Why Didn’t Adam and Eve Die?

A Blog Series on the Book of Revelation, Chapter 2:8-11

Part 3 (2:1-7)  ΑΩ  Part 5 (2:12-17)

A question I was asked with surprising frequency when I served as a pastor was, “Why didn’t Adam and Eve die when they ate the fruit? Didn’t God say they would?” Seems pretty clear, right?

“And the Lord God commanded the man, ‘You are free to eat from any tree in the garden; but you must not eat from the tree of the knowledge of good and evil, for when you eat from it you will certainly die.'” (Gen. 2:16-17)

He said “when you eat from it,” right? Not, “If you eat from it, someday you’ll die.” Not, “If you eat from it, you could die at any time.” No, “When you eat from it you will certainly die.” WhenAt that moment. That instant. Right? Did God forget he said that? Did he chicken out? Is he like one of those parents that issue over-the-top threats of penalties for disobedience to their kids (e.g. “If you ask, ‘Are we there yet?’ one more time I am going to take away all of your toys FOREVER'”) and then realize they can’t possibly follow through, and subsequently their kids learn to ignore them? Is that what God is like? Did he just change his mind? Did he realize he was being a little hasty before, and decided to take it down a notch?

No. God did exactly what he said he was going to do.

But death isn’t mainly what happens when your heart stops beating and your neurons stop firing. Death isn’t mainly a physical event. Death is mainly a spiritual event. Physical life and death are merely shadows and pointers toward the truest forms of life and death, which are spiritual. According to Scripture, just because you’re breathing doesn’t mean you’re alive. Not in the truest sense. And just because your heart stops doesn’t mean you’re dead. Not in the deepest sense (cf. Rom. 5:12-21).

That idea of death and life is at work in God’s message to the church at Smyrna. God, through John, is encouraging them to persevere through the attacks and persecution of their opponents, who in this case are people claiming to be Jews. But John makes it clear—as Paul did on several occasions (see Romans 2:28-29 and 9:6)—that they’re not really Jews at all (v. 9). Being born into a Jewish family doesn’t make a person Jewish. Only being born (again) into God’s family through faith in Jesus can make a person a true Jew. These “so-called Jews” who are persecuting the believers in Smyrna aren’t truly Jews at all because they are attacking the followers of the Jewish Messiah. Which is why God calls them a “synagogue of Satan” (v. 9). They’re certainly not Satan-worshipers. But in aiding and organizing the persecution of followers of Christ, they have become a group of people in league with Satan.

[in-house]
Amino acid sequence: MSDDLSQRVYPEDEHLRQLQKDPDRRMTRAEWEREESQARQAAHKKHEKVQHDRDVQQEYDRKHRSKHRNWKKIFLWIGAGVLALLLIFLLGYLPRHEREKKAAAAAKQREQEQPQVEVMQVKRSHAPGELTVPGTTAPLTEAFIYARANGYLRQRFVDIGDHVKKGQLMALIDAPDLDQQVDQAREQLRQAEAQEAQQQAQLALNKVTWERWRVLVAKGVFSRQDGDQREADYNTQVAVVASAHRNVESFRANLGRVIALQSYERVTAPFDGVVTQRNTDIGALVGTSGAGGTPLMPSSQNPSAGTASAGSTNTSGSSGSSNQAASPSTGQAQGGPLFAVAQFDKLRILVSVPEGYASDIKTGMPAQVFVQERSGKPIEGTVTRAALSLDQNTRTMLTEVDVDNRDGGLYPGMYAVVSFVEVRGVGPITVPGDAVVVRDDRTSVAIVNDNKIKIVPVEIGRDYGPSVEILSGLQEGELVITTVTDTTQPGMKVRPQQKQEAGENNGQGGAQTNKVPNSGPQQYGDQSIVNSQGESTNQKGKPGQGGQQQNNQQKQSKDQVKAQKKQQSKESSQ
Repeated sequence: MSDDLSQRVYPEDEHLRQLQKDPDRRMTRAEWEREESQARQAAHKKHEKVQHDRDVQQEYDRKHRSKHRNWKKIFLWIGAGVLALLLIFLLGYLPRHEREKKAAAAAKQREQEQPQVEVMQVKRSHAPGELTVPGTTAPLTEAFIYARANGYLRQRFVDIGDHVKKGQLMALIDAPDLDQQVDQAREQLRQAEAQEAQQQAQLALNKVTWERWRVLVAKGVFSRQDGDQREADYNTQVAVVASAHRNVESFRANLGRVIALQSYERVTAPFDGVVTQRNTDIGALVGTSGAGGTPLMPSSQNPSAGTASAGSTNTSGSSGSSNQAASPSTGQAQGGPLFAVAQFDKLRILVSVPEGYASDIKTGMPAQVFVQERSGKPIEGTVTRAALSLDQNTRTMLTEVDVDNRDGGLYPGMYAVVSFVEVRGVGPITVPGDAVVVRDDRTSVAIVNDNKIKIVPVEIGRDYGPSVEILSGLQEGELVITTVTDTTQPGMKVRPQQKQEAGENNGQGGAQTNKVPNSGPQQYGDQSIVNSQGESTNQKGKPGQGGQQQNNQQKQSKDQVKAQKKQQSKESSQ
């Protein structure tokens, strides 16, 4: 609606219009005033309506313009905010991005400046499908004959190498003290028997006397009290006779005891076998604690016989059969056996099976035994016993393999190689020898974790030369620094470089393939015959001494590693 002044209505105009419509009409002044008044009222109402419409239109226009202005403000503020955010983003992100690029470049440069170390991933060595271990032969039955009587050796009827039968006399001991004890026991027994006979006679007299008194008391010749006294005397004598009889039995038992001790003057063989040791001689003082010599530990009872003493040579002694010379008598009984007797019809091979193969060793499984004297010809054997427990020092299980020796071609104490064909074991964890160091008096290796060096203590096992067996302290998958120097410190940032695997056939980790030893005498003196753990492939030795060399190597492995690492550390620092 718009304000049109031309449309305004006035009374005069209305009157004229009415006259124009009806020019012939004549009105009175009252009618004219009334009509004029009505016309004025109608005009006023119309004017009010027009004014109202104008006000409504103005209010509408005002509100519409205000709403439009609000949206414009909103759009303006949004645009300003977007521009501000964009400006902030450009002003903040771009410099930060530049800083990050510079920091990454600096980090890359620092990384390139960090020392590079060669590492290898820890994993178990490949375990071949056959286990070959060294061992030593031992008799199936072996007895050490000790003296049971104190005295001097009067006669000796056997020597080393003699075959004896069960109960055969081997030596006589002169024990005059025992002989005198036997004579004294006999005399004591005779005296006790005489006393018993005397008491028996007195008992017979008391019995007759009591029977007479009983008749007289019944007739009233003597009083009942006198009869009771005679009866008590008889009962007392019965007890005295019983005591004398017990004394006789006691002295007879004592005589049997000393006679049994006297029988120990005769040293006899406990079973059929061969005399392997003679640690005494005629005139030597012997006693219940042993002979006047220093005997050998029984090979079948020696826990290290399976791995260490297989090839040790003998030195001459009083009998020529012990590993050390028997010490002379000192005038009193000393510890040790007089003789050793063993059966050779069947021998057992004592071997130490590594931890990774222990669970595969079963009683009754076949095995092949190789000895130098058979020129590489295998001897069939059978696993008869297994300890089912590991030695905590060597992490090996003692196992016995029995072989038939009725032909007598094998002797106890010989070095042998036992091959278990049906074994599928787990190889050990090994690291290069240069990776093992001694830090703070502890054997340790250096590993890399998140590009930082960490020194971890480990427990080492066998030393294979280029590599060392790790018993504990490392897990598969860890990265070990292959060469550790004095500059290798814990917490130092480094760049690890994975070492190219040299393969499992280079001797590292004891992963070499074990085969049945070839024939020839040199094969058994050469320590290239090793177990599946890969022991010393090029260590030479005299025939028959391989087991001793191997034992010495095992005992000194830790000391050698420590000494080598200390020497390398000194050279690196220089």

The believers will be under attack from this group (and likely others) for “ten days,” a symbolic period of time drawn from Daniel 1:12-15. Revelation is constantly alluding to Daniel, Ezekiel and others, and this is a great example. The “ten days” recalls Daniel and his three friends’ time of intense and painful testing to reveal whether they would remain faithful in suffering, or would compromise with pagan religions. God is essentially posing the same questions to the believers at Smyrna: Will you remain faithful through suffering? Or will you take the easy road of compromise? Will you trust me even when it hurts? Or will you mix and match ‘gods’ and beliefs to suit your own needs and comfort?

How they answer that question will have eternal ramifications. As it will for us.

God says to them, and to us, “Whoever has ears, let them hear what the Spirit says to the churches. The one who is victorious will not be hurt at all by the second death.” (v. 11)

The second death. That’s the one that counts. N.T. Wright explains:“There are, it seems, two forms of death. The first is the bodily death to which all will come except the generation still alive when the Lord returns. Jesus has already passed that way, and those who belong to him can know that he will first welcome them on the other side and then, at the end, raise them to new life in his final new world. But the ‘second death’ is the ultimate fate of those who steadfastly and deliberately refuse to follow Jesus, to worship the one God who is revealed in him. This ‘second death’ will, it seems, do for the entire personality what the ‘first death’ will do for the physical body.” (Revelation for Everyone, 18).

In other words, the “first death”—what happens when your heart stops beating and your brain stops sending signals—is pretty inconsequential. We tend to make a huge deal out of it. But it is significant only as a time marker. What happens before that moment in time determines what will happen after that moment in time. That’s it.

Those who persevere in faith and faithfulness to Christ before that time marker will not be touched by the second death. The final death. The death that entered the world with Adam’s sin. But those who make up their own god to worship—a god made to their liking; a god that doesn’t have a timeless will; a god whose standards merely mirror the standards of whatever time and culture we happen to live in; a god made in our image… They will find themselves swallowed up by the second death. And that’s the one that counts.

So, may we refuse to worship a god of our own making. May we drink deeply of the life that flows only from the God Who Is. May we trust and treasure Christ. May we follow him alone, and not ask him to follow us. May we trust that his sacrifice on our behalf is alone and entirely sufficient to endear us to God. And as his sons and daughters through Christ, may we enjoy life. Life forever. Life for real.